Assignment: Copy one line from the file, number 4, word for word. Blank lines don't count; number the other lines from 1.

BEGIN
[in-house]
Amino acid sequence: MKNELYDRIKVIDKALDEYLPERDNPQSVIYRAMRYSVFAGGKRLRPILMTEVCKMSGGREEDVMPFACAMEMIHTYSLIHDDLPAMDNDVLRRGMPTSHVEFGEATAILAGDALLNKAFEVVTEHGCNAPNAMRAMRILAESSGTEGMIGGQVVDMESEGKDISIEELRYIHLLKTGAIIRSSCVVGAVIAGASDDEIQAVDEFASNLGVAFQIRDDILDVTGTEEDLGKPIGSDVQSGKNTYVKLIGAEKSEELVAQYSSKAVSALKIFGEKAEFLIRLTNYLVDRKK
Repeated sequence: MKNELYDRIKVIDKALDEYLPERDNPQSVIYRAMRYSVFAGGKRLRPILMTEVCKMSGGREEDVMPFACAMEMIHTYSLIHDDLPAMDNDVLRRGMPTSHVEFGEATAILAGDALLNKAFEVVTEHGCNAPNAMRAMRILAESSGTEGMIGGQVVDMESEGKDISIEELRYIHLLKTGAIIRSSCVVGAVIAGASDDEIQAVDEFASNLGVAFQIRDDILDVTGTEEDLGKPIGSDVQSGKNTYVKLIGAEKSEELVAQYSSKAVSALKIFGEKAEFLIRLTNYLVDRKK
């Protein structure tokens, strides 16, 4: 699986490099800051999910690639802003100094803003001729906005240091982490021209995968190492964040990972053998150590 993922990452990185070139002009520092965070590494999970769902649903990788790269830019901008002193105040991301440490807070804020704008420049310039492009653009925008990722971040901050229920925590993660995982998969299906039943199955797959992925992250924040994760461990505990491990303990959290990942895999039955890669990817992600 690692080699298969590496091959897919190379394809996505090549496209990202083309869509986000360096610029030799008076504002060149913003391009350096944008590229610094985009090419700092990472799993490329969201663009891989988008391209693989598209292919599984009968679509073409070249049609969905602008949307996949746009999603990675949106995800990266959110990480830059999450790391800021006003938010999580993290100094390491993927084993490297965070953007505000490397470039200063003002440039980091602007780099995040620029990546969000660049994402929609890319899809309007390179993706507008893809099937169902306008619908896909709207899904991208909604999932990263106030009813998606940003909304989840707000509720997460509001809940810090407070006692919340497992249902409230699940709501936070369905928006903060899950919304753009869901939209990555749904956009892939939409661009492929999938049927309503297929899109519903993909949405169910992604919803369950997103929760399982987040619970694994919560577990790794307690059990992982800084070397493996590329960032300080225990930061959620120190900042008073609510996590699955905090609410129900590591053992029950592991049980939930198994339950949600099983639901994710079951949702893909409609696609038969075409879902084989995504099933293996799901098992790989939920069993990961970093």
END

């Protein structure tokens, strides 16, 4: 699986490099800051999910690639802003100094803003001729906005240091982490021209995968190492964040990972053998150590 993922990452990185070139002009520092965070590494999970769902649903990788790269830019901008002193105040991301440490807070804020704008420049310039492009653009925008990722971040901050229920925590993660995982998969299906039943199955797959992925992250924040994760461990505990491990303990959290990942895999039955890669990817992600 690692080699298969590496091959897919190379394809996505090549496209990202083309869509986000360096610029030799008076504002060149913003391009350096944008590229610094985009090419700092990472799993490329969201663009891989988008391209693989598209292919599984009968679509073409070249049609969905602008949307996949746009999603990675949106995800990266959110990480830059999450790391800021006003938010999580993290100094390491993927084993490297965070953007505000490397470039200063003002440039980091602007780099995040620029990546969000660049994402929609890319899809309007390179993706507008893809099937169902306008619908896909709207899904991208909604999932990263106030009813998606940003909304989840707000509720997460509001809940810090407070006692919340497992249902409230699940709501936070369905928006903060899950919304753009869901939209990555749904956009892939939409661009492929999938049927309503297929899109519903993909949405169910992604919803369950997103929760399982987040619970694994919560577990790794307690059990992982800084070397493996590329960032300080225990930061959620120190900042008073609510996590699955905090609410129900590591053992029950592991049980939930198994339950949600099983639901994710079951949702893909409609696609038969075409879902084989995504099933293996799901098992790989939920069993990961970093």